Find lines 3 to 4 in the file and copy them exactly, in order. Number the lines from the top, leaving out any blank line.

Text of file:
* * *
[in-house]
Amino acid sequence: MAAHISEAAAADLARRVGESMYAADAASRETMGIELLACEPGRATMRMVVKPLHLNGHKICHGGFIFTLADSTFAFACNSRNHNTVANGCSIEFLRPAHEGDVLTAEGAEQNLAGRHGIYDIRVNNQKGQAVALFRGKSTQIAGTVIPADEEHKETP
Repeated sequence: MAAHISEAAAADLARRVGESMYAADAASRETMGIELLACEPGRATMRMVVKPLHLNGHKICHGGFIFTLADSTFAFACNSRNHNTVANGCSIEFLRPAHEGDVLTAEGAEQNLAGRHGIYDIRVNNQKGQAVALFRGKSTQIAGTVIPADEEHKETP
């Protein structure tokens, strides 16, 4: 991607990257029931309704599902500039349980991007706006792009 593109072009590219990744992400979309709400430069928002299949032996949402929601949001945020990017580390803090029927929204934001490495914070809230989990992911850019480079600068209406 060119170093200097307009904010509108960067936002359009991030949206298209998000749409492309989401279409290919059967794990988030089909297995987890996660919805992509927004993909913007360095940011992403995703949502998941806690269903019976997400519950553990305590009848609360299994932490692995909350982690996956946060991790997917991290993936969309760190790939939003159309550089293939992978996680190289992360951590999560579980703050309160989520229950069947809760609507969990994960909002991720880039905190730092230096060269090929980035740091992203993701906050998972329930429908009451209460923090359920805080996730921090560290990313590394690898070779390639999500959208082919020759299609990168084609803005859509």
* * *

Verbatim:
Repeated sequence: MAAHISEAAAADLARRVGESMYAADAASRETMGIELLACEPGRATMRMVVKPLHLNGHKICHGGFIFTLADSTFAFACNSRNHNTVANGCSIEFLRPAHEGDVLTAEGAEQNLAGRHGIYDIRVNNQKGQAVALFRGKSTQIAGTVIPADEEHKETP
């Protein structure tokens, strides 16, 4: 991607990257029931309704599902500039349980991007706006792009 593109072009590219990744992400979309709400430069928002299949032996949402929601949001945020990017580390803090029927929204934001490495914070809230989990992911850019480079600068209406 060119170093200097307009904010509108960067936002359009991030949206298209998000749409492309989401279409290919059967794990988030089909297995987890996660919805992509927004993909913007360095940011992403995703949502998941806690269903019976997400519950553990305590009848609360299994932490692995909350982690996956946060991790997917991290993936969309760190790939939003159309550089293939992978996680190289992360951590999560579980703050309160989520229950069947809760609507969990994960909002991720880039905190730092230096060269090929980035740091992203993701906050998972329930429908009451209460923090359920805080996730921090560290990313590394690898070779390639999500959208082919020759299609990168084609803005859509």